“I don’t know, we didn’t ask”: What ancestry research can contribute to healing

It is almost like a causality: a traumatic experience can lead to a psychological trauma, which can lead to silence about the experienced, which then communicates the trauma to following generations, unknowingly. The trauma thereby impacts the whole family system.
What if there have been such traumata in past generations that because of the resulting silence I do not know about? What if I feel their impact in the family, but cannot name them? I deal with these questions by researching my ancestors. Silence as a communication pattern involves two ‘silent positions’: one that does not tell and one that does not ask. In ancestry research I ask and speak into the silence. I search for hints in the past that give my present meaning.
To contribute to a healing process within my family, I shared the findings of my ancestry research in different ways with family members. I included the findings into our family narrative and accompanied this process with oral history interviews. The thesis documents this work.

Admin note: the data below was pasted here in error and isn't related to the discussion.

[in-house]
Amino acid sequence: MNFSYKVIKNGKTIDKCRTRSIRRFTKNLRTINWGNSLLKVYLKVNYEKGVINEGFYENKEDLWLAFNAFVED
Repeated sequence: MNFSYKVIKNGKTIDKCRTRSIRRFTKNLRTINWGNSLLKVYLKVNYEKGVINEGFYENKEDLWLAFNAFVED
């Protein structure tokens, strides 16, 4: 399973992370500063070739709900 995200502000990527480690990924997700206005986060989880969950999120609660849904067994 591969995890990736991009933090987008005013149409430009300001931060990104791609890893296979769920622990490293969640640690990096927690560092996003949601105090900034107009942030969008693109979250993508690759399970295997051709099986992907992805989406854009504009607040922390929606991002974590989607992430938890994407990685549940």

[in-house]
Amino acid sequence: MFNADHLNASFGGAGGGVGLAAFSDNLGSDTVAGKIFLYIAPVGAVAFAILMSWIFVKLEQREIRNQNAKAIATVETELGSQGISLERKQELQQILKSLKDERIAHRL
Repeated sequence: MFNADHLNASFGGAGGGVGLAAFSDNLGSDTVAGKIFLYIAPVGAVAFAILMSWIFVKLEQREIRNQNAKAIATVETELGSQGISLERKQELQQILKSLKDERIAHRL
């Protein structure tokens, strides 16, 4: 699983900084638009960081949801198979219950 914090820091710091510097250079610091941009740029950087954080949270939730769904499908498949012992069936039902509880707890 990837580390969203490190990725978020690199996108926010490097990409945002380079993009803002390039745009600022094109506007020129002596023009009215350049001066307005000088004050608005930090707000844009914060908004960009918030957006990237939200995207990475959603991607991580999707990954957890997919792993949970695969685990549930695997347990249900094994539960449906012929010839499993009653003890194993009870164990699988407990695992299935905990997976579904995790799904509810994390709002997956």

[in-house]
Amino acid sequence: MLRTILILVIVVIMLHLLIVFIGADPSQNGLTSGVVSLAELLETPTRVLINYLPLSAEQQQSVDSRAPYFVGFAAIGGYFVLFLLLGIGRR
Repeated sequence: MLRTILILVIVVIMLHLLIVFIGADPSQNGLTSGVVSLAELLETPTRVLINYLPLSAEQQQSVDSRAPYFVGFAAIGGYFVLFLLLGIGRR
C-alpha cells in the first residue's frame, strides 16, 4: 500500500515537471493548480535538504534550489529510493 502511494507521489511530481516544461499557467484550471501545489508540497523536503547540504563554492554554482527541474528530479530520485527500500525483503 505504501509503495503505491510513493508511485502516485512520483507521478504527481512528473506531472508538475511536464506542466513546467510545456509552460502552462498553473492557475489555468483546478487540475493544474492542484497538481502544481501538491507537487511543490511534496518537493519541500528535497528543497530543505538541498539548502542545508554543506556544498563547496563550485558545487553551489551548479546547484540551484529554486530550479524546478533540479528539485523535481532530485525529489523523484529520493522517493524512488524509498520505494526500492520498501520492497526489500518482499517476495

At the age of fifteen, I started to research my ancestors. The urge to search came in waves over the years. In 2017, I took new paths in this research that unveiled unknown stories about deceased family members. These discoveries were emotionally difficult; at the same time, they sparked countless ideas of how to tell them.
Through the thesis project, the communication within my family intensified. In the oral history interviews, the voice recorder took on the role of a talking object in a talking circle. Gradually, I felt confident to remove the recorder and continue the meaningful conversation it had initiated. Finishing my project, I was completely raw, full of tears and exhausted. I have put my heart into this thesis and the result is priceless for me.


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